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Montane forest expansion at high elevations drives rapid reduction in non‐forest area, despite no change in mean forest elevation.

Morley, Peter J. and Donoghue, Daniel N. M. and Chen, Jan‐Chang and Jump, Alastair S. (2020) 'Montane forest expansion at high elevations drives rapid reduction in non‐forest area, despite no change in mean forest elevation.', Journal of biogeography., 47 (11). pp. 2405-2416.

Abstract

Aim: At the elevational limit of forest distribution, montane forests show diverse responses to environmental change with upward shifts, increased tree density and lateral expansion reported. To enable informed analysis of the consequences forest advance will have on montane biodiversity, we quantify changes in the area and elevation of the tree line ecotone and identify how patterns of forest advance are modified by topography and over time. Location: Central Mountain Range, Taiwan. Time period: 1963–2016. Major taxa studied: Montane Forests. Methods: Changes in the area and elevation of montane forest at the tree line ecotone were quantified using a stratified random sample of aerial photography captured in 1963, 1980, 2001 and 2016. Weighted estimates of habitat area and elevation for each time step were used to quantify the influence of slope aspect and inclination on tree line ecotone change and identify how the rate of habitat change varies over time. Results: Non‐forest area declined by 29% between 1963 and 2016 driven by a 295.0 ha increase in forest area within the study region. Despite no change in mean forest elevation, the mean elevation of establishing forest has increased at a rate of 2.17 m/yr. Changes in forest area and elevation are spatially variable, driven by the complex montane topography. East and south facing slopes show the largest gains in forest area and 0–20° slopes show an increasing rate of forest establishment up to 2016, while slopes facing west or with incline > 46° show negligible change. Main conclusions: Climate‐linked montane forest expansion in the Central Mountain Range in Taiwan is dominated by infilling rather than increases in forest elevation. Forest expansion has significantly reduced non‐forest habitat area in this endemic species‐rich region. However, considerable terrain‐dependent variation in forest advance occurs, offering the potential that non‐forest species will continue to persist at high elevations with reduced population size.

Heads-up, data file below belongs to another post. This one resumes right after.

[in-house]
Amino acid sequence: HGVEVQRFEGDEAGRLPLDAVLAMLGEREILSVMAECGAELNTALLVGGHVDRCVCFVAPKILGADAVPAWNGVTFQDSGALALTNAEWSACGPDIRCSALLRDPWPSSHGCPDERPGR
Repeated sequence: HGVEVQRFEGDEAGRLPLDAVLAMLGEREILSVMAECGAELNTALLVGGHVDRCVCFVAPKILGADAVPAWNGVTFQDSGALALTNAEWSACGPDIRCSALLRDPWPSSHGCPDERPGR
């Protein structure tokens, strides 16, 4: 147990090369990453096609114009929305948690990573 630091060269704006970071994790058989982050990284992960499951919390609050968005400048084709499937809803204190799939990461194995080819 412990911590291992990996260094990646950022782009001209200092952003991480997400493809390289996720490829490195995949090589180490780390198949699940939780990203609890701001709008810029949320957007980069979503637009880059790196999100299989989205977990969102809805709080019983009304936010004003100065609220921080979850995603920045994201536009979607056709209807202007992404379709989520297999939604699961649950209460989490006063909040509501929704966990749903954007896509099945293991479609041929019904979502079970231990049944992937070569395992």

Item Type:Article
Full text:(VoR) Version of Record
Available under License - Creative Commons Attribution.
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Full text:(VoR) Version of Record
Available under License - Creative Commons Attribution.
Download PDF
(1565Kb)
Status:Peer-reviewed
Publisher Web site:https://doi.org/10.1111/jbi.13951
Publisher statement:© 2020 The Authors. Journal of Biogeography published by John Wiley & Sons Ltd. This is an open access article under the terms of the Creative Commons Attribution License, which permits use, distribution and reproduction in any medium, provided the original work is properly cited.
Date accepted:09 July 2020
Date deposited:15 September 2020
Date of first online publication:11 September 2020
Date first made open access:15 September 2020

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